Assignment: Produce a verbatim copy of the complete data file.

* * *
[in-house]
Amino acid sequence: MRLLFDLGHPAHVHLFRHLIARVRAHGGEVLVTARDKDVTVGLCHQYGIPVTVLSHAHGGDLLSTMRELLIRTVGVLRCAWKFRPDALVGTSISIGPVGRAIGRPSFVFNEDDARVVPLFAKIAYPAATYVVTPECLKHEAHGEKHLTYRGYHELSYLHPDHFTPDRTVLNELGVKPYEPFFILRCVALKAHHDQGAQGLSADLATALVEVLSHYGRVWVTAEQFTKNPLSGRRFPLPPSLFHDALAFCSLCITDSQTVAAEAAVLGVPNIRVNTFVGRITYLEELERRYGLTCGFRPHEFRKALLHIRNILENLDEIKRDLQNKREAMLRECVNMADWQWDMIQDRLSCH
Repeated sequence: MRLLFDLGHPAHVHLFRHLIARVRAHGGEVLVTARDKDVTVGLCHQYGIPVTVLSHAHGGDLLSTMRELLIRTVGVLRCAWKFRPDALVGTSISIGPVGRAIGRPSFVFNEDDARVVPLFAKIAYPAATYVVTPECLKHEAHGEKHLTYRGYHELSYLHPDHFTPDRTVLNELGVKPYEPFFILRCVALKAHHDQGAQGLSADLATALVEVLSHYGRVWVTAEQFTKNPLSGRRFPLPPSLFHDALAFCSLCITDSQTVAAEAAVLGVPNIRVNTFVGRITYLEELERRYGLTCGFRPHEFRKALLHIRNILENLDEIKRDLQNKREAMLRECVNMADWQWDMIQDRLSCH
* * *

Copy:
[in-house]
Amino acid sequence: MRLLFDLGHPAHVHLFRHLIARVRAHGGEVLVTARDKDVTVGLCHQYGIPVTVLSHAHGGDLLSTMRELLIRTVGVLRCAWKFRPDALVGTSISIGPVGRAIGRPSFVFNEDDARVVPLFAKIAYPAATYVVTPECLKHEAHGEKHLTYRGYHELSYLHPDHFTPDRTVLNELGVKPYEPFFILRCVALKAHHDQGAQGLSADLATALVEVLSHYGRVWVTAEQFTKNPLSGRRFPLPPSLFHDALAFCSLCITDSQTVAAEAAVLGVPNIRVNTFVGRITYLEELERRYGLTCGFRPHEFRKALLHIRNILENLDEIKRDLQNKREAMLRECVNMADWQWDMIQDRLSCH
Repeated sequence: MRLLFDLGHPAHVHLFRHLIARVRAHGGEVLVTARDKDVTVGLCHQYGIPVTVLSHAHGGDLLSTMRELLIRTVGVLRCAWKFRPDALVGTSISIGPVGRAIGRPSFVFNEDDARVVPLFAKIAYPAATYVVTPECLKHEAHGEKHLTYRGYHELSYLHPDHFTPDRTVLNELGVKPYEPFFILRCVALKAHHDQGAQGLSADLATALVEVLSHYGRVWVTAEQFTKNPLSGRRFPLPPSLFHDALAFCSLCITDSQTVAAEAAVLGVPNIRVNTFVGRITYLEELERRYGLTCGFRPHEFRKALLHIRNILENLDEIKRDLQNKREAMLRECVNMADWQWDMIQDRLSCH